Flu season starts in western Canada and drifts east, McMaster study suggests
Findings will help health officials organize vaccination campaigns, researchers say
Unlike the morning sun, the flu season in Canada rears its head in the west before drifting east, according to a new report out of McMaster University.
The research, released this week in the biological sciences journal Proceedings of the Royal Society B, suggest the start of the winter flu season is sparked by cool temperatures and low humidity in the fall — events that tend to occur earlier in the western provinces.
A team of researchers from McMaster led by Daihai He, now a professor at the Hong Kong Polytechnic University, arrived at these findings by analyzing data on laboratory-confirmed cases of influenza A from across Canada from period spanning from October 1999 to March 2013.
"Each year, the flu season emerged much earlier in the west — in Alberta and British Columbia — and very late in Newfoundland," said He, who spearheaded the study while working on his did post-doctorate work at McMaster.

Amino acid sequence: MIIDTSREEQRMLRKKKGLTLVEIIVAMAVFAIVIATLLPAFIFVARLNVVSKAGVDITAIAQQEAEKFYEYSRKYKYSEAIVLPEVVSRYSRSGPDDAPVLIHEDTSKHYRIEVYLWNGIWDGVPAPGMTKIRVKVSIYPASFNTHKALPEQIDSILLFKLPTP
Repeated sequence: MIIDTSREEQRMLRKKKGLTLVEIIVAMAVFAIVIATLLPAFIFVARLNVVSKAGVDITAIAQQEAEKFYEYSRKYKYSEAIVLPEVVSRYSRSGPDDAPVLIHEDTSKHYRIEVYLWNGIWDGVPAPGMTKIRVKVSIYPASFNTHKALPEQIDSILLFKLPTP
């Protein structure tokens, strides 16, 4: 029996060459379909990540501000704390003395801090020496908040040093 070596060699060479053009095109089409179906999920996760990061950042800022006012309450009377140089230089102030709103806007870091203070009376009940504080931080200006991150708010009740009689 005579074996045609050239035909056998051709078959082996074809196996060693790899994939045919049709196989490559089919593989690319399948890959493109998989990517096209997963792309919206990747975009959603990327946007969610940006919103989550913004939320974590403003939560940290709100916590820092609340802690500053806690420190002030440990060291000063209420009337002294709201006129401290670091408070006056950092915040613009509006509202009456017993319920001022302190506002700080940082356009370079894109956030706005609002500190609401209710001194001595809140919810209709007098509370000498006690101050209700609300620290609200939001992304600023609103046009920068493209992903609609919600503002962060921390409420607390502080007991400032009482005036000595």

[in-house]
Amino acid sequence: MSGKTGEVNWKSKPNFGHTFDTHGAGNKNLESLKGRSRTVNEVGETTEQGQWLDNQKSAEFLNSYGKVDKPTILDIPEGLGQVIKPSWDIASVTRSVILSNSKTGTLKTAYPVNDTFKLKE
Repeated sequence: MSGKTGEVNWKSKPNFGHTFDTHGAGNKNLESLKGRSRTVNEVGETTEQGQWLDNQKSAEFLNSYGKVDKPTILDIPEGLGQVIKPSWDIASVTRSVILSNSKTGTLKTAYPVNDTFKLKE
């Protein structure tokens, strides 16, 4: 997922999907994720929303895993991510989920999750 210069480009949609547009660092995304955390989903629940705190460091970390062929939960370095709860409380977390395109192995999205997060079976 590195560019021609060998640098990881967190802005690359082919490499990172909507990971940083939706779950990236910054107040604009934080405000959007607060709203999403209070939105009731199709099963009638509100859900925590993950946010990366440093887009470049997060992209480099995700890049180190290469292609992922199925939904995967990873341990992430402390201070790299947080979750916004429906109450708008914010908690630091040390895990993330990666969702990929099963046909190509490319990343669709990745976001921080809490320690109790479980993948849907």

"The difference could be as much as five weeks," he said.
Their findings indicate that weather patterns can also explain why the start of the flu season can vary from year to year.
"If you know you have low temperatures and humidity in the early autumn, our study suggests that it is more likely that you are going to have an earlier influenza epidemic," said David Earn, an investigator with McMaster's Michael G. DeGroote Institute for Infectious Disease Research who worked the paper, in a news release.
These conclusions, he said, could prove extremely valuable strategy tool in the fight against the spread of the flu each year.
"This is something public health officials might want to consider when determining the timing of a vaccination program."